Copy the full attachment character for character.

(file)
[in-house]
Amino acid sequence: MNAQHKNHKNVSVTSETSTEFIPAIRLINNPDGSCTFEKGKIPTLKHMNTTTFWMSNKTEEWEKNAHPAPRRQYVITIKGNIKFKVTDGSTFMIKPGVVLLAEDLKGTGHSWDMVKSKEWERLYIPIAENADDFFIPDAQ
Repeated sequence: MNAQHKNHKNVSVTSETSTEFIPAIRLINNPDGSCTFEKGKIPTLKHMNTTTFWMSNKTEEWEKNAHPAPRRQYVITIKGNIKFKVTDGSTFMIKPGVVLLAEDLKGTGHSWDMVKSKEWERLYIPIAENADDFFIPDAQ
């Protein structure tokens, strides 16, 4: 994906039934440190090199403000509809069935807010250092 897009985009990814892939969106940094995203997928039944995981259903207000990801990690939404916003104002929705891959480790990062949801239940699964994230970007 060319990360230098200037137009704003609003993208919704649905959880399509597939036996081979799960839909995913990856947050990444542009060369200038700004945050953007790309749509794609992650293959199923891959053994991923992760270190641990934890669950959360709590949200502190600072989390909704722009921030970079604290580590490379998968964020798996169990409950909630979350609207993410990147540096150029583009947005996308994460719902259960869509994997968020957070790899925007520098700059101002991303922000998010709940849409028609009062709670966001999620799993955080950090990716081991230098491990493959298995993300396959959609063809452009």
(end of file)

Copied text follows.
[in-house]
Amino acid sequence: MNAQHKNHKNVSVTSETSTEFIPAIRLINNPDGSCTFEKGKIPTLKHMNTTTFWMSNKTEEWEKNAHPAPRRQYVITIKGNIKFKVTDGSTFMIKPGVVLLAEDLKGTGHSWDMVKSKEWERLYIPIAENADDFFIPDAQ
Repeated sequence: MNAQHKNHKNVSVTSETSTEFIPAIRLINNPDGSCTFEKGKIPTLKHMNTTTFWMSNKTEEWEKNAHPAPRRQYVITIKGNIKFKVTDGSTFMIKPGVVLLAEDLKGTGHSWDMVKSKEWERLYIPIAENADDFFIPDAQ
């Protein structure tokens, strides 16, 4: 994906039934440190090199403000509809069935807010250092 897009985009990814892939969106940094995203997928039944995981259903207000990801990690939404916003104002929705891959480790990062949801239940699964994230970007 060319990360230098200037137009704003609003993208919704649905959880399509597939036996081979799960839909995913990856947050990444542009060369200038700004945050953007790309749509794609992650293959199923891959053994991923992760270190641990934890669950959360709590949200502190600072989390909704722009921030970079604290580590490379998968964020798996169990409950909630979350609207993410990147540096150029583009947005996308994460719902259960869509994997968020957070790899925007520098700059101002991303922000998010709940849409028609009062709670966001999620799993955080950090990716081991230098491990493959298995993300396959959609063809452009």